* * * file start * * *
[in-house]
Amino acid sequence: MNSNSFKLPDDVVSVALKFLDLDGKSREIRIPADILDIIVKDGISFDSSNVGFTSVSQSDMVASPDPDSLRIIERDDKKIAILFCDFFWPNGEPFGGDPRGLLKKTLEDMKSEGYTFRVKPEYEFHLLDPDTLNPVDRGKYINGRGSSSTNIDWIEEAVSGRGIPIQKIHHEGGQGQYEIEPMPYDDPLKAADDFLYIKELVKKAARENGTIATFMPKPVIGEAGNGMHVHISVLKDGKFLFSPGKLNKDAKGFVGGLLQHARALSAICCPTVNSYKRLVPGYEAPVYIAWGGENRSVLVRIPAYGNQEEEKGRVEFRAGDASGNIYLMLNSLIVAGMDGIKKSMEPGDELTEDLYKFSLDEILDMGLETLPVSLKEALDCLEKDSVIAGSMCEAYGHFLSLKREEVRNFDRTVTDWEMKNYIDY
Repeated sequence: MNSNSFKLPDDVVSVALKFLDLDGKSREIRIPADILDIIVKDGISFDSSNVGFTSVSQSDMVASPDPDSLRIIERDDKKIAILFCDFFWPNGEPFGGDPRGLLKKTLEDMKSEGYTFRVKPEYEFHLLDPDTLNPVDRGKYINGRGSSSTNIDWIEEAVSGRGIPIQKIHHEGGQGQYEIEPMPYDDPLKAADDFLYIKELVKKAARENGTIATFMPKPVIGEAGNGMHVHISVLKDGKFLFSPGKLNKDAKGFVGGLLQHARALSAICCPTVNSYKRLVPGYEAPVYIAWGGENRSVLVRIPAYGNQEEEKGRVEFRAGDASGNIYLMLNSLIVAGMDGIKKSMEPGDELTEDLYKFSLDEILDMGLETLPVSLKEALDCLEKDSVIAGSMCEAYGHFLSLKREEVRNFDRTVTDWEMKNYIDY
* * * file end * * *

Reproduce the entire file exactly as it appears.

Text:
[in-house]
Amino acid sequence: MNSNSFKLPDDVVSVALKFLDLDGKSREIRIPADILDIIVKDGISFDSSNVGFTSVSQSDMVASPDPDSLRIIERDDKKIAILFCDFFWPNGEPFGGDPRGLLKKTLEDMKSEGYTFRVKPEYEFHLLDPDTLNPVDRGKYINGRGSSSTNIDWIEEAVSGRGIPIQKIHHEGGQGQYEIEPMPYDDPLKAADDFLYIKELVKKAARENGTIATFMPKPVIGEAGNGMHVHISVLKDGKFLFSPGKLNKDAKGFVGGLLQHARALSAICCPTVNSYKRLVPGYEAPVYIAWGGENRSVLVRIPAYGNQEEEKGRVEFRAGDASGNIYLMLNSLIVAGMDGIKKSMEPGDELTEDLYKFSLDEILDMGLETLPVSLKEALDCLEKDSVIAGSMCEAYGHFLSLKREEVRNFDRTVTDWEMKNYIDY
Repeated sequence: MNSNSFKLPDDVVSVALKFLDLDGKSREIRIPADILDIIVKDGISFDSSNVGFTSVSQSDMVASPDPDSLRIIERDDKKIAILFCDFFWPNGEPFGGDPRGLLKKTLEDMKSEGYTFRVKPEYEFHLLDPDTLNPVDRGKYINGRGSSSTNIDWIEEAVSGRGIPIQKIHHEGGQGQYEIEPMPYDDPLKAADDFLYIKELVKKAARENGTIATFMPKPVIGEAGNGMHVHISVLKDGKFLFSPGKLNKDAKGFVGGLLQHARALSAICCPTVNSYKRLVPGYEAPVYIAWGGENRSVLVRIPAYGNQEEEKGRVEFRAGDASGNIYLMLNSLIVAGMDGIKKSMEPGDELTEDLYKFSLDEILDMGLETLPVSLKEALDCLEKDSVIAGSMCEAYGHFLSLKREEVRNFDRTVTDWEMKNYIDY